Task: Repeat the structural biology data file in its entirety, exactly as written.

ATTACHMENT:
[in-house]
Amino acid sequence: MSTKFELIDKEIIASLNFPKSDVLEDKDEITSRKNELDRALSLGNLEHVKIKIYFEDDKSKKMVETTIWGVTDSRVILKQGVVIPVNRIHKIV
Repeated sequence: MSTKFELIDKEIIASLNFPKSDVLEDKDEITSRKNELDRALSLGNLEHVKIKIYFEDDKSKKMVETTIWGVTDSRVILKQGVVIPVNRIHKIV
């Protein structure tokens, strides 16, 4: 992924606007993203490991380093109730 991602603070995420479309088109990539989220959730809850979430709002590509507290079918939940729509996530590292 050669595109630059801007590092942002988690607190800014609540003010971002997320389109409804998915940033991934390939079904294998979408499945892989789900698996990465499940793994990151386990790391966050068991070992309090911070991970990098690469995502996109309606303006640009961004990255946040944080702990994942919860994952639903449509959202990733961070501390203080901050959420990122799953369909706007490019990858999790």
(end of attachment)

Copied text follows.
[in-house]
Amino acid sequence: MSTKFELIDKEIIASLNFPKSDVLEDKDEITSRKNELDRALSLGNLEHVKIKIYFEDDKSKKMVETTIWGVTDSRVILKQGVVIPVNRIHKIV
Repeated sequence: MSTKFELIDKEIIASLNFPKSDVLEDKDEITSRKNELDRALSLGNLEHVKIKIYFEDDKSKKMVETTIWGVTDSRVILKQGVVIPVNRIHKIV
């Protein structure tokens, strides 16, 4: 992924606007993203490991380093109730 991602603070995420479309088109990539989220959730809850979430709002590509507290079918939940729509996530590292 050669595109630059801007590092942002988690607190800014609540003010971002997320389109409804998915940033991934390939079904294998979408499945892989789900698996990465499940793994990151386990790391966050068991070992309090911070991970990098690469995502996109309606303006640009961004990255946040944080702990994942919860994952639903449509959202990733961070501390203080901050959420990122799953369909706007490019990858999790």